Hollywood's last lone ranger continues to dodge the shots

Sam Shepard, enigmatic author and actor, gave a rare audience in London last week.

He Hardly ever gives interviews, lives deep in Virginia, thinks Hollywood stinks, and does not possess a fax machine. So the packed audience at the Battersea Arts Centre on Friday night were doing their utmost to negotiate Sam Shepard's elusive personality in the short time allotted.

He'd walked in to do the reading of his own works at about the same time as his long- time partner Jessica Lange stumbled onto her own stage in the West End to do A Streetcar Named Desire.

While Lange donned Fifties costume to play the unstable Blanche DuBois, Shepard carried a whiff of the ranch and the untamed West. His plain leather jacket, lean figure and capable hands echoed the voices in the plays he read from: ordinary people fighting tiny power struggles in the heartland of America.

The audience were tense in their draughty seats, aching to question the man seen by many as today's equivalent of Sir Walter Raleigh - Pulitzer Prize winning author and actor, ex-lover of rock legend Patti Smith, ex- rancher, ex-greyhound racer, looks to die for, member of Bob Dylan's 1975 Rolling Thunder tour, father of Jessica Lange's eldest children.

But he hadn't spilled the beans before and he wasn't going to spill them in Battersea. He sprawled in his chair, his cow licks tracing ironic question marks over his high forehead, and dodged the guns with laconic ease. What's he being drawn to write about now? "It's the same stuff - I don't like to say, puts a hex on it." What's the challenge in creating a new work? "It's inherent in the material." Has his approach to writing changed in the last decade? "How do you answer something like that?"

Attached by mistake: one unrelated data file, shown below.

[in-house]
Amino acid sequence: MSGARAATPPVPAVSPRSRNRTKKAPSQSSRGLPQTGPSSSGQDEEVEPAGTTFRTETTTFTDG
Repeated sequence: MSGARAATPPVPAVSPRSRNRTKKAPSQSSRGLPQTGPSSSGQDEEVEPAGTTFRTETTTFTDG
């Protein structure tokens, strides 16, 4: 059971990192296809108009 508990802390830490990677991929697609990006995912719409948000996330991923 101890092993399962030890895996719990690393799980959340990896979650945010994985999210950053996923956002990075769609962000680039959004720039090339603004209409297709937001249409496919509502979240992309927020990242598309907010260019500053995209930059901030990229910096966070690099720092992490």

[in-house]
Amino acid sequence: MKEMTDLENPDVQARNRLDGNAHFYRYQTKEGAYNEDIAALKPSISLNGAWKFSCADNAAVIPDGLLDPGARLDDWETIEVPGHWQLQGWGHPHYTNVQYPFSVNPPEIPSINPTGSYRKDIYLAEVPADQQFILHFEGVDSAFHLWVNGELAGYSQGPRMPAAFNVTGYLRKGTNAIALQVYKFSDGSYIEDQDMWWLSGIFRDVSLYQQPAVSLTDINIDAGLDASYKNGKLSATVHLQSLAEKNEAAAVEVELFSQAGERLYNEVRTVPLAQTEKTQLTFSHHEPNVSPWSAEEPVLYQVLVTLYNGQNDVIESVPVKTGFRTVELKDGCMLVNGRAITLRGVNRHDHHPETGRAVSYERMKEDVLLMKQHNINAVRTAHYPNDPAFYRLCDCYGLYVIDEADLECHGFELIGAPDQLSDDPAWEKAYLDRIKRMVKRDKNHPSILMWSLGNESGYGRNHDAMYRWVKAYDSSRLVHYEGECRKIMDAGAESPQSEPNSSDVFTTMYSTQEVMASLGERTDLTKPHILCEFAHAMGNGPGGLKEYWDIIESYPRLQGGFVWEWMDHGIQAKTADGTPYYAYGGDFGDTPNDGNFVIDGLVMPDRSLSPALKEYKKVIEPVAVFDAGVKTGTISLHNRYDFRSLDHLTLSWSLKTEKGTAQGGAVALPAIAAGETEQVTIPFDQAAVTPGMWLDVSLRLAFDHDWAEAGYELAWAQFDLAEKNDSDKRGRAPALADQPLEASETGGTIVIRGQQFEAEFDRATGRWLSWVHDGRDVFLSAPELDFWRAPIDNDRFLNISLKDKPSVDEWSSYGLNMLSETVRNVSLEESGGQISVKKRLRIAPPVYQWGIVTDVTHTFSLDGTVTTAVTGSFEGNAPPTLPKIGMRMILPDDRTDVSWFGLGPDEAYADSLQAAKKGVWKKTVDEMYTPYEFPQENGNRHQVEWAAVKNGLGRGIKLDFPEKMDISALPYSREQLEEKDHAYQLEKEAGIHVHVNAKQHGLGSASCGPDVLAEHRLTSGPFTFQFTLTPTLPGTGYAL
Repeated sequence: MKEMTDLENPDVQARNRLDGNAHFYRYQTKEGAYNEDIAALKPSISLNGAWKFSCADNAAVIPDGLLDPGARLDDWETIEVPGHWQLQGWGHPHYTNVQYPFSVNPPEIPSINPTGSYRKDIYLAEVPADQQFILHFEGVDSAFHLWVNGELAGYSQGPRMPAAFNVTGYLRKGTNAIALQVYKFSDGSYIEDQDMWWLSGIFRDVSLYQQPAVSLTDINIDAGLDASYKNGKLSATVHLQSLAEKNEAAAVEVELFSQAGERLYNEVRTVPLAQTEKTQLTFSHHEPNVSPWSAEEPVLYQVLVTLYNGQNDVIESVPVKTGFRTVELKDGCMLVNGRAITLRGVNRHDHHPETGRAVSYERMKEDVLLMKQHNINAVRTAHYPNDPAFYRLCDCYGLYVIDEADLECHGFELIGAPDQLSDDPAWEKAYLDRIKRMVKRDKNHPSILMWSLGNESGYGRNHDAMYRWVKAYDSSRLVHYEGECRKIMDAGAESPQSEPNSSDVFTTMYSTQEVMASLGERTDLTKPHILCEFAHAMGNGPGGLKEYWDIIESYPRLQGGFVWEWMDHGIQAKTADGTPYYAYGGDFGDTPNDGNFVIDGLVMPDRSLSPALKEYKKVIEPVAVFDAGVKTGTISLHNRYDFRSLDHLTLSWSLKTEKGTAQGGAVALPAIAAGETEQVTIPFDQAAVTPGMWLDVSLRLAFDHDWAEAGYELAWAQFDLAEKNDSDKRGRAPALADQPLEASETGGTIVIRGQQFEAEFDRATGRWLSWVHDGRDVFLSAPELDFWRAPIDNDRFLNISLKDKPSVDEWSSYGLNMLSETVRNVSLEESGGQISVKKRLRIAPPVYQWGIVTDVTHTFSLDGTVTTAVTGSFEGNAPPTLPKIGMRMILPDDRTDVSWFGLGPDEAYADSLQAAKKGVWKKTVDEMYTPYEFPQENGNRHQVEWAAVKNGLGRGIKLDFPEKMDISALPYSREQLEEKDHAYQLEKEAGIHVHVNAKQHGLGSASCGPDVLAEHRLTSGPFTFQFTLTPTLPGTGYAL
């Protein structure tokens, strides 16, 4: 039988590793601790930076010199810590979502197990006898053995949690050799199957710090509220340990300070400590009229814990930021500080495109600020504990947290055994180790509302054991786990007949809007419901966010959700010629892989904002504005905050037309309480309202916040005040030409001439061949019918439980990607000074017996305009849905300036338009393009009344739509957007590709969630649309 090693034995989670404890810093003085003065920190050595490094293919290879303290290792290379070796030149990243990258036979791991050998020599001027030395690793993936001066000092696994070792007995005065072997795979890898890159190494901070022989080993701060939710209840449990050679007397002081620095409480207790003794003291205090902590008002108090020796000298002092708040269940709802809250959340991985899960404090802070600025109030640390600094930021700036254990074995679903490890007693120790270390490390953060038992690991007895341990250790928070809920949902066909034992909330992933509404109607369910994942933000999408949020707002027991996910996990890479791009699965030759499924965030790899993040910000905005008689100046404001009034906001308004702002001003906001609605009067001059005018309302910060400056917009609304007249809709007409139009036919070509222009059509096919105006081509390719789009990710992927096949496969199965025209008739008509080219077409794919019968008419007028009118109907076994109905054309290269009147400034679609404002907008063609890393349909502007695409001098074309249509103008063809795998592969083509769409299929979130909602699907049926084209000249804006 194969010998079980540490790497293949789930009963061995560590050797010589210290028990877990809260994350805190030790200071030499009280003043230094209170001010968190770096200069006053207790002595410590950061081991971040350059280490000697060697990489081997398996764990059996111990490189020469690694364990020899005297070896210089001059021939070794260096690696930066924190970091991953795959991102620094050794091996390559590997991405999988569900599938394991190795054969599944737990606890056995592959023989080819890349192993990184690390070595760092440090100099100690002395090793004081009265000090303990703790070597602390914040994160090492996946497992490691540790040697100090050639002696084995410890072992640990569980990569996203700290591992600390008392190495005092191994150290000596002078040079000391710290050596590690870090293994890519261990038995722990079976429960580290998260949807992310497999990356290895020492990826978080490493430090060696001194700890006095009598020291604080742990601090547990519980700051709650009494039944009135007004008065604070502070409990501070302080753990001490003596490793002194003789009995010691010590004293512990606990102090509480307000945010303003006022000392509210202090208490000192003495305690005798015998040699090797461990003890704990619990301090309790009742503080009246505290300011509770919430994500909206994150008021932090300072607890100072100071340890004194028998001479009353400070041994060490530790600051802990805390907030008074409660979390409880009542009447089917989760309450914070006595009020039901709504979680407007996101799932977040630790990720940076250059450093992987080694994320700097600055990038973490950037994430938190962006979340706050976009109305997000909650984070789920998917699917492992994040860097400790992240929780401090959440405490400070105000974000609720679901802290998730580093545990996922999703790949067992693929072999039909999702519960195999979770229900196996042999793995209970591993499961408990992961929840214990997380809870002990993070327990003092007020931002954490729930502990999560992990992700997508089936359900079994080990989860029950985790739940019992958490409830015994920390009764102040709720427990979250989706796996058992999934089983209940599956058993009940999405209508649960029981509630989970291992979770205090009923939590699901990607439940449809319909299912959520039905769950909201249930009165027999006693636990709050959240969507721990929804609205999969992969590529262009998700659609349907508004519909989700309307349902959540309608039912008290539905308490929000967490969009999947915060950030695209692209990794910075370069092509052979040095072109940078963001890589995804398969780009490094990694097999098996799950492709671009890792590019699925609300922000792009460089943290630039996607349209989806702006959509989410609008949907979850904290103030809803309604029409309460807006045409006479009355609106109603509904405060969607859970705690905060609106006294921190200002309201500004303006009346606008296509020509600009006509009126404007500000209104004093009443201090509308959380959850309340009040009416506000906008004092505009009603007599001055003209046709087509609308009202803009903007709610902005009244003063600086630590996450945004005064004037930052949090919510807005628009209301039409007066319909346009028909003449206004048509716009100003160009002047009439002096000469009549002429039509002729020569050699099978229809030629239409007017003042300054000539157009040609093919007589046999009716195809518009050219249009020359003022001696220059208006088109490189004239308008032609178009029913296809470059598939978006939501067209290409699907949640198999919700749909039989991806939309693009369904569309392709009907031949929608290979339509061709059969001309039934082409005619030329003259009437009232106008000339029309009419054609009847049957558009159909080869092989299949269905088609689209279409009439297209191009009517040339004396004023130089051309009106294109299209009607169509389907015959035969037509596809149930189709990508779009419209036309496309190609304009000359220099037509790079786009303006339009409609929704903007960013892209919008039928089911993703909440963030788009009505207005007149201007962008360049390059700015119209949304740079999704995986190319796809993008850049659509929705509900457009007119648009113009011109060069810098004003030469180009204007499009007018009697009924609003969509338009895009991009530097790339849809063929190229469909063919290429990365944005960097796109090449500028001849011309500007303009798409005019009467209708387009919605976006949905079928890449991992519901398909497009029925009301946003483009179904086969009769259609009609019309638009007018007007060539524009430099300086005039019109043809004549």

He was relaxing, trading stories with the audience about his truck (a Dodge Turbo Diesel "strong enough to pull a tree right out of the ground" he drawled) when he was hit in the solar plexus by the American girl who asked if his writing resolved his personal problems.

"I don't think writing is anything to do with resolving anything," he retorted. "The amazing thing about writing is it's an adventure, things start to open up, they don't start to get more resolved. I just don't look at it as being able to put things in the package and therefore it's OK - if I start trying to resolve something in my work I shut the door on it; it stops."

Another earnest American, a peace campaigner, wanted to know if he planned to protest about "America". "Ah don't have any faith in American politics on either side, to tell you the truth," Shepard told her to a wave of applause. "I'm a writer, not a politician, but I tell you what, nobody in America is going to solve the shit that's happening there now."

What did he think of Hollywood, asked a woman at the front. "Everybody knows what Hollywood is. You've read Day of the Locusts," said Shepard. "So why carry on making films for them?" asked another man. "Shameful isn't it?" Shepard drawled.

He fielded his last question pretty much as his lover was being raped by her brother-in-law at the Theatre Royal. Each half of that unusual Hollywood couple, baring their souls on stage, in their own different way.

Start your day with The Independent, sign up for daily news emails
Life and Style
Steve Shaw shows Kate how to get wet behind the ears and how to align her neck
healthSteven Shaw - the 'Buddha of Breaststroke' - applies Alexander Technique to the watery sport
Arts and Entertainment
The sight of a bucking bronco in the shape of a pink penis was too much for Hollywood actor and gay rights supporter Martin Sheen, prompting him to boycott a scene in the TV series Grace and Frankie
footballShirt then goes on sale on Gumtree
Terry Sue-Patt as Benny in the BBC children’s soap ‘Grange Hill’
voicesGrace Dent on Grange Hill and Terry Sue-Patt
Have you tried new the Independent Digital Edition apps?
ebookA unique anthology of reporting and analysis of a crucial period of history
Arts and Entertainment